Item description for BEYOND CHARITY by Carter Lindberg...
Overview The common stereotype is that the Reformers separate public and private morality and were indifferent to the ethical import of social structures and institutions. Beyond Charity calls this understanding into question by providing an analysis of the historical situation and translationof primary documents. The medieval point of view, formed by piety of achievement, idealized poverty -- either as voluntary renunciation or as almsgiving. In either case the material effects on actual poverty were slight, and the religious endorsement of poverty precluded urban efforts to address this growing problem. The Reformers impelledby their theology, developed and passed new legislative structures for addressing social welfare needs. The key to their undertakings was the conviction that social ethics is the continuation of community worship. In the first half, this book sets forth the medieval context, details Luther's critique of the profit economy of his day, and analyzes the actual social welfare programs that issued from his theology. The second half provides translations of selected legislative programs from the church orders of the Reformation.
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Studio: Augsburg Fortress Publishers
Est. Packaging Dimensions: Length: 9.12" Width: 6.01" Height: 0.62" Weight: 0.82 lbs.
Release Date Jul 1, 1993
Publisher Augsburg Fortress Publishers
ISBN 0800625692 ISBN13 9780800625696
Availability 146 units. Availability accurate as of May 29, 2017 01:53.
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More About Carter Lindberg
Carter Lindberg is Professor Emeritus of Church History at Boston University School of Theology. He is the author of numerous books, including A Brief History of Christianity (2005), The Pietist Theologians (2004), The Reformation Theologians (2001), and The European Reformations (1995), all published by Wiley-Blackwell.
Carter Lindberg was born in 1937 and has an academic affiliation as follows - Boston University, USA Boston University Boston University, USA Boston.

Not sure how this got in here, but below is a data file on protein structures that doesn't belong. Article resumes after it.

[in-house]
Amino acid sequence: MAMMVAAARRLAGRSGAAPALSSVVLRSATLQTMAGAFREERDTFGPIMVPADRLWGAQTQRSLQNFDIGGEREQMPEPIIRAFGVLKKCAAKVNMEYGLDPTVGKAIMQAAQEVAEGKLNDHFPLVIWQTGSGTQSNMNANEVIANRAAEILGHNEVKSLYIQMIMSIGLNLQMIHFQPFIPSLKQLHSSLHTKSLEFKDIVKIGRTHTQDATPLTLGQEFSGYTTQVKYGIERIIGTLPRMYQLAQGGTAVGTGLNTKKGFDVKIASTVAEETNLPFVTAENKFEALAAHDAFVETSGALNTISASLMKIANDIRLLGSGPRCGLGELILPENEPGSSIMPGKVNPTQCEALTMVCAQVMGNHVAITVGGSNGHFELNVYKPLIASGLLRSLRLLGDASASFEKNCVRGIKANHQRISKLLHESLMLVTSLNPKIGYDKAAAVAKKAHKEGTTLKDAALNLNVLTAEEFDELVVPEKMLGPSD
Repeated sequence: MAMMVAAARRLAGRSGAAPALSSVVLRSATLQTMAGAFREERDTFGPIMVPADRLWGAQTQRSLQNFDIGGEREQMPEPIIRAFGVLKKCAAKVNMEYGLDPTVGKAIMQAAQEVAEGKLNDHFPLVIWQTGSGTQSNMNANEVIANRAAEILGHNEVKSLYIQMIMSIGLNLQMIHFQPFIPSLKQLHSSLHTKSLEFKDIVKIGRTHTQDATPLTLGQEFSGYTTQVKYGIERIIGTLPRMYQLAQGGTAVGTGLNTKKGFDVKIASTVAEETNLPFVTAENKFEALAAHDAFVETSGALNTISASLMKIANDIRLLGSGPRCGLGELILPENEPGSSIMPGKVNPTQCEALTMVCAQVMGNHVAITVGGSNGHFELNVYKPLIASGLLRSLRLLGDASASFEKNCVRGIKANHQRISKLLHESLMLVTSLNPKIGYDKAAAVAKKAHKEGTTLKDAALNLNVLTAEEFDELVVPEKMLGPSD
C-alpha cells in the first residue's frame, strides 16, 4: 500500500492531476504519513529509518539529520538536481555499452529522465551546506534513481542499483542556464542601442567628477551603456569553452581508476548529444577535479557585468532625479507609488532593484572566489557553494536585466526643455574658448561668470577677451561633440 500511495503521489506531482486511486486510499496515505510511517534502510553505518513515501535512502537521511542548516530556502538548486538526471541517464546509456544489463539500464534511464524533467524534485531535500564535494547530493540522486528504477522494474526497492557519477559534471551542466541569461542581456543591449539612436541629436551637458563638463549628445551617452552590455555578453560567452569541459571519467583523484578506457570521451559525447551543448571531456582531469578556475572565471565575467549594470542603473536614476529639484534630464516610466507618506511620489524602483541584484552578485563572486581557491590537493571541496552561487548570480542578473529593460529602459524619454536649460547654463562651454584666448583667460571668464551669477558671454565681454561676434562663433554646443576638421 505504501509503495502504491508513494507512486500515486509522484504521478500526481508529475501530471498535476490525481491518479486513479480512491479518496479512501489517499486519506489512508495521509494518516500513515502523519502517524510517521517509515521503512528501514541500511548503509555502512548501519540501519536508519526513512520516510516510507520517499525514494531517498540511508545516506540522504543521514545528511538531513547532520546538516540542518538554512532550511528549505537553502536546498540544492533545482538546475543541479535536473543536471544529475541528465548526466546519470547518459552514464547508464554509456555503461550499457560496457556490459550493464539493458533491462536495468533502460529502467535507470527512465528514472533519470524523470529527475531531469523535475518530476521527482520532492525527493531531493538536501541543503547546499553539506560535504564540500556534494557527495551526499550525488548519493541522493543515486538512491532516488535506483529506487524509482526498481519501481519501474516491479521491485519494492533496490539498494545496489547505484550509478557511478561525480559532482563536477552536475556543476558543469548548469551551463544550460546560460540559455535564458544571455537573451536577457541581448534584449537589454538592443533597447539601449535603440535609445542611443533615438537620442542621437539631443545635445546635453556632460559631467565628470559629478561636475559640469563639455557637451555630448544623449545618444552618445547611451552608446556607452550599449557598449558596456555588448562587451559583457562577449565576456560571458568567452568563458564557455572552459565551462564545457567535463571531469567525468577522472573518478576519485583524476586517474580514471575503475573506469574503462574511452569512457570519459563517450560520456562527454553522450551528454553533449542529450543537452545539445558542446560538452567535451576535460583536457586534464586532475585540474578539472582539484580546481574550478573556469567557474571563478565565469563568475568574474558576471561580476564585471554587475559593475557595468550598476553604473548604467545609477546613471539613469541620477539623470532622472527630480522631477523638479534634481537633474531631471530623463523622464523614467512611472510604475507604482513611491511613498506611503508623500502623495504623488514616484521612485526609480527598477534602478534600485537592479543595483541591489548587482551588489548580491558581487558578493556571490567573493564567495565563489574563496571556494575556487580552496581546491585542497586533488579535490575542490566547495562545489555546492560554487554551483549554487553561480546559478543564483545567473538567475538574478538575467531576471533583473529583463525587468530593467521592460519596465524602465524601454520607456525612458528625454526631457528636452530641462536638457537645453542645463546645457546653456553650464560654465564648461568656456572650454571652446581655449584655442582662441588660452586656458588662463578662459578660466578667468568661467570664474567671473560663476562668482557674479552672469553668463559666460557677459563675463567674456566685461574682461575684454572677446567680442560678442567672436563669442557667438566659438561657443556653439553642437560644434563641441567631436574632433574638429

Carter Lindberg has published or released items in the following series...
Reviews - What do customers think about BEYOND CHARITY?
A useful resource on a rather specific topic Oct 12, 2000
Carter Lindberg, Professor of Church History at Boston University School of Theology, and specialist on the Reformation, offers here a piece of scholarship that will be the definitive work on reformation initatives in handling the problem of poverty, at least from a Lutheran perspective.
Lindberg's book is divided into two sections: (1) a historical presentation of reformation initiatives for the poor; (2) a collection of a dozen primary sources related to this subject. Firstly, the historical presentation, which covers the first 160 odd pages of the book, shows impressive erudition with an incredible wealth of footnotes (perhaps excessive) numbering almost two hundred per chapter. Lindberg's writing is not terribly engaging and will not likely win new fans for reformation history studies, but for the medieval historian, or the layperson who is already interested in this subject, this is tolerable. Certainly the writing is clear enough, and Lindberg first points out the historiographical context in which he is engaging before chronicling the reformation initiatives for the poor.
His point is that policy concerning the poor was in fact (and contrary to other scholars' views) affected by theological concerns, most notably a change from medieval notions of earning up salvation through almsgiving, towards the idea (re-introduced by Luther) that salvation cannot be obtained that way, and that rather giving is the natural duty of the Christian arising out of the state of forgiveness and salvation by grace through faith. He gives ample evidence to support his claims, drawn to a large part from documents which he includes in the second half of his book. Thus his argument should be taken into account by social historians who might want to downplay the importance of theology and individuals like Luther.
More entertaining than Lindberg's narrative are the primary sources contained in the second half. These are: 1. Canon Law (post-1140), 2. Jacques de Vitry, a sermon illustration, 3. John Hus "On Charity Trusts", 4. Johann Geiler of Kaysersberg "Concerning Begging", 5. Nuremberg Begging Order of 1478, 6. A Forward by Martin Luther, 7. Erasmus "Beggar Talk", 8. Andreas Bodenstein "There Should Be No Beggars Among Christians", 9. Martin Luther "Clergy Should Preach Against Usury", 10. "Concerning the Common Chest of Schwabach", 11. Order of Wittenberg (1522), 12. Poor Order of Ypres (1525).
The book also contains a bibliography, and the footnotes should provide additional reading for the serious scholar.
In summary, a very useful and necessary book for anyone interested in the subject, especially given the controversy surrounding religion-based social work even today, but not light reading or introductory material for those unfamiliar with the field.